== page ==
Some years ago I was chastised by a reader for using the word “sucks”, as in “networking sucks”. He took pains to point out that its origins were pornographic (I’d throw in beastiality as part of the origin depending on your corner of the world – at least in my highschool there was always a donkey involved), and that my use of it was vulgar, and even so far as to promote the decline of the language.
I can sort of see his point, but in reality when I write for Ask Leo! I write to be *accessible*. That means I try to write using familiar terms and in a conversational style that people can relate to, and of course understand.
Almost everyone relates to something sucking.
Saying something like “networking sucks” makes my position or opinion on the matter crystal clear in a way that another word would not. It’s a combination of something being “difficult to get working properly, things break often, and it can be very frustrating”, with an extra dose of “frustrating” thrown in. All wrapped up in one word that’s exceptionally common in conversational English. Yes, it’s on the edge of
vulgar, but obviously not so close to it that I won’t use it if appropriate. In this case to me it was the perfect word.
What annoys me is when people throw word origins, or derivations, or history at me. Why? Well, let’s see if I can be clear about this: It doesn’t matter what the word used to mean. What matters is what the word means today, and specifically what it means to the audience you’re speaking to. Any highschool teacher who’s accidentally referred to a male chicken as a “cock” in class knows this all too well: know your audience.
The other side of it is that words have exactly and only the power that we give them. Nothing more, nothing less.
Consider the word fuck. You probably flinched when you read that, because it’s not a word I use all that often, and certainly not in my published writing. It’s your reaction, and the reaction of the masses that give that word its power. It’s that reaction that makes it verbotten in so-called civilized discourse. If you didn’t react, if you didn’t care, then it would lose its power, instantly.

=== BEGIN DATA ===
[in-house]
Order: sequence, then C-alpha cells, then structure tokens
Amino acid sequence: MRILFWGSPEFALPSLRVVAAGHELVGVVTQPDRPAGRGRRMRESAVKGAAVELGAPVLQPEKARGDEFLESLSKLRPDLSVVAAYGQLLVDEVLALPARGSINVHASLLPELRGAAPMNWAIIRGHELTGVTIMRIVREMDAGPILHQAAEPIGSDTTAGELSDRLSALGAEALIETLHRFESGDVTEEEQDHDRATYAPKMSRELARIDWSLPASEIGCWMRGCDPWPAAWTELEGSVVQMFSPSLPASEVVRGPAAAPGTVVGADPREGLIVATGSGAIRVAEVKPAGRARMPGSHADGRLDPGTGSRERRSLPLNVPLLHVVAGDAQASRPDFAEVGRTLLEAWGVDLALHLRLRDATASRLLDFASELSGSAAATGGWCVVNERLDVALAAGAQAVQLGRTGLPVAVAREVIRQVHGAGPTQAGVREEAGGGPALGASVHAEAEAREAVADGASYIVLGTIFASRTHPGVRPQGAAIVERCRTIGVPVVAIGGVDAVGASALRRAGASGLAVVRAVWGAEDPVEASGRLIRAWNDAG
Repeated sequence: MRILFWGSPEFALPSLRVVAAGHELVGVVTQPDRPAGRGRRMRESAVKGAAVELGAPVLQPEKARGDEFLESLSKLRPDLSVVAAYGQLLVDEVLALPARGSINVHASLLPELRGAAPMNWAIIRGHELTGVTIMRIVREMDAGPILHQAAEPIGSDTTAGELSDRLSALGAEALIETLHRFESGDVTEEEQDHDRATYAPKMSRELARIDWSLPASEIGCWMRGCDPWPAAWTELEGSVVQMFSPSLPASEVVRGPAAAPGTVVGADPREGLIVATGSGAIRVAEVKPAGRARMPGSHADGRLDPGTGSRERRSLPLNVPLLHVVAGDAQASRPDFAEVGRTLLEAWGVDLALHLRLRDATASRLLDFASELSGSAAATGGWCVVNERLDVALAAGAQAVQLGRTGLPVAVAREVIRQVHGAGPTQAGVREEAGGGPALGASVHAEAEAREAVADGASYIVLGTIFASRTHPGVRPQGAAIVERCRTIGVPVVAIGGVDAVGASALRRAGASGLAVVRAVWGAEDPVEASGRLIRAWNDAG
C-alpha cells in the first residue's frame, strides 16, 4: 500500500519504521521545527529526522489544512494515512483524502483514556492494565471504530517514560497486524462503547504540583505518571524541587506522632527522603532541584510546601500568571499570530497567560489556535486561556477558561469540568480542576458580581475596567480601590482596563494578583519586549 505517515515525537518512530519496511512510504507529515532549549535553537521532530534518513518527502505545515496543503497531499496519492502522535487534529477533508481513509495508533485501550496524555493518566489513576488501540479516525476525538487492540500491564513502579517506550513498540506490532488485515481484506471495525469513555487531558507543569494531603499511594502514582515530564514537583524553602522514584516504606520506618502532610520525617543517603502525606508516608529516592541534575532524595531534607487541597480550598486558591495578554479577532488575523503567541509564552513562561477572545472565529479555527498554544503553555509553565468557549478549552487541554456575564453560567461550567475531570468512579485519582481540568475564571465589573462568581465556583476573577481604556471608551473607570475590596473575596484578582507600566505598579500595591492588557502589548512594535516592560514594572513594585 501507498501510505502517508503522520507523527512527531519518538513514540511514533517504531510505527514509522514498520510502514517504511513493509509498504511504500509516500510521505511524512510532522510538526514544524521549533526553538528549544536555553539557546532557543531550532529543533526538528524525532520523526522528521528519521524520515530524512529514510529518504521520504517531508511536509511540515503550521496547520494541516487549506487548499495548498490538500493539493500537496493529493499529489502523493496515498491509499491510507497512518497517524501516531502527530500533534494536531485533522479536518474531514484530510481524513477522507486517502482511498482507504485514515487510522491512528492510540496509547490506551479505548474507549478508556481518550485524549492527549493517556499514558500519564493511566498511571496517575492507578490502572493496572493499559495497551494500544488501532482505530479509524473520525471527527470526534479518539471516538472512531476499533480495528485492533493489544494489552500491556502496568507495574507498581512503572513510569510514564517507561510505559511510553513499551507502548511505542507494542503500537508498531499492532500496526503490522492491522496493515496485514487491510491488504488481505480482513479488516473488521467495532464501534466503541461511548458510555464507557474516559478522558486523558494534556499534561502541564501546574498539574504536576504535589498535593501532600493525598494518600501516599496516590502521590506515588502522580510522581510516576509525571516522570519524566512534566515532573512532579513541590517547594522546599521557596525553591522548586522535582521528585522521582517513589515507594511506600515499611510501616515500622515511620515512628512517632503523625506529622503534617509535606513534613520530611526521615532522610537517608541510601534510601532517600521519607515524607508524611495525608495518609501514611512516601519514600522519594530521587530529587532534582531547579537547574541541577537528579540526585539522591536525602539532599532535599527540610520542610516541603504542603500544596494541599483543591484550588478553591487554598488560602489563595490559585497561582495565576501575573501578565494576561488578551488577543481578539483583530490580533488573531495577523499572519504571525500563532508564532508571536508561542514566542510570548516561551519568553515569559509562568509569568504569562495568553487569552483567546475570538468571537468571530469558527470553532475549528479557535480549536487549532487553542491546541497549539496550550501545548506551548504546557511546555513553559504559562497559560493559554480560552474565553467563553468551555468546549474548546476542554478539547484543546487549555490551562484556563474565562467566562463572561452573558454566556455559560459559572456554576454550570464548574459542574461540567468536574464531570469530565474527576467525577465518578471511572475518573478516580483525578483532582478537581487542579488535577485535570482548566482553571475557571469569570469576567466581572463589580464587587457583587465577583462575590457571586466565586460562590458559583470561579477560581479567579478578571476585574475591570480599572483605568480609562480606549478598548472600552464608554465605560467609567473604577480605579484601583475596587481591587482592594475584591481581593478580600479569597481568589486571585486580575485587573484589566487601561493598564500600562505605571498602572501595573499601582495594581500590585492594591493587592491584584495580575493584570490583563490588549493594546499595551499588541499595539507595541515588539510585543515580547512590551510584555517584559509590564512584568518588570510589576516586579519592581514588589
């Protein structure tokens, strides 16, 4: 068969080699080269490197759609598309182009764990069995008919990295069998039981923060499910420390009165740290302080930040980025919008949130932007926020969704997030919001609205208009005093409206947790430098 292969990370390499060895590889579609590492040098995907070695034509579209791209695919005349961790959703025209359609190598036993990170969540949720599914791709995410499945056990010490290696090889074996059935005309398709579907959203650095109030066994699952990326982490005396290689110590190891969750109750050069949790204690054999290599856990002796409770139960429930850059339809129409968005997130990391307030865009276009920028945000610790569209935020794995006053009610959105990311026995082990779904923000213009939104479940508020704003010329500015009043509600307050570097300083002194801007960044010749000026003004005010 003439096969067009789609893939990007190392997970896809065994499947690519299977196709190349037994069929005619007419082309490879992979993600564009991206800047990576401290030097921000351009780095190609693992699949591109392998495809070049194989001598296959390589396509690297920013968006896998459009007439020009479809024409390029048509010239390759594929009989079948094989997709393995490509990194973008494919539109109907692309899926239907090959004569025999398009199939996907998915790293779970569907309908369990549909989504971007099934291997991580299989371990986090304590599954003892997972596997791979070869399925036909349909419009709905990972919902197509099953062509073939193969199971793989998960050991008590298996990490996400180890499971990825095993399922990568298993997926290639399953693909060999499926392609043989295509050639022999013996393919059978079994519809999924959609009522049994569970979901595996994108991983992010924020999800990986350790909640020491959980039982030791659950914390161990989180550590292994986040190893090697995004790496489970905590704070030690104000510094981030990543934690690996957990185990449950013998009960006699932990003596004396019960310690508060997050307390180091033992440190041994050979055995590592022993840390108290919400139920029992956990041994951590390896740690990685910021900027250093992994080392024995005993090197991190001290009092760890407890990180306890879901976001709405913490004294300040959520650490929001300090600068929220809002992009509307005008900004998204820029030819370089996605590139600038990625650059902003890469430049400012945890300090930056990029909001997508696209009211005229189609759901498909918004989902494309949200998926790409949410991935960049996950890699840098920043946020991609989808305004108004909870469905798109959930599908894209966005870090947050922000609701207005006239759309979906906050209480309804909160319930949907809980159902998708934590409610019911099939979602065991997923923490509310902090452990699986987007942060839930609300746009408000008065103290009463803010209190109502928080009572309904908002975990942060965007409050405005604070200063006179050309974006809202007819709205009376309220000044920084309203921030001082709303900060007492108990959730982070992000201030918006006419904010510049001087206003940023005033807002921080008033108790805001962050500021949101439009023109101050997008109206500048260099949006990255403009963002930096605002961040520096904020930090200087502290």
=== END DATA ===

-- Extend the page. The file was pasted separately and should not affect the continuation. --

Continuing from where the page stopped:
That’s why I crack up when I see people railing against a perceived profanity in language, since it’s their very reaction against the word that give that word such immense power.
I know the reactions that a word like “the f-word” generates, and understand that it’s inappropriate for my professional writing in most cases. (Though at least one person has built a very successful business career out of it being part of her personality – part of who she is.)
What amazes me is that while a word like fuck is considered the height of profanity and vulgar, a word like “frak” is not.
In fact it’s quite acceptable to use frak in place of fuck. Why am I amazed? Because they mean exactly
the same thing. In fact, frak was invented as an exact replacement to get around TV censorship issues.
Some will argue that frak isn’t a real word. What makes a word real? That people use it. I hear people using frak more and more. Yet because the listeners either don’t understand, or think “oh, cute, it’s that word the sci-fi geeks made up” they don’t give it any power. It means exactly the same thing, and yet even when people understand that, the word has none of the same power.
It’s not what the word means at all that matters. It’s all about how offended the listener chooses to get.
As a writer that’s both empowering and frustrating.
Empowering, in that in a general sense if you know your audience you know what works for them and what is likely to offend – or get their attention if need be. Frustrating in that, again, knowing your audience, fear of offending them can cause you to avoid certain words.
I vow to use frak more often, and continue to use suck, but in both cases only when they’re the right word for the topic and audience.
Let’s face it. Sometimes things just fraking suck.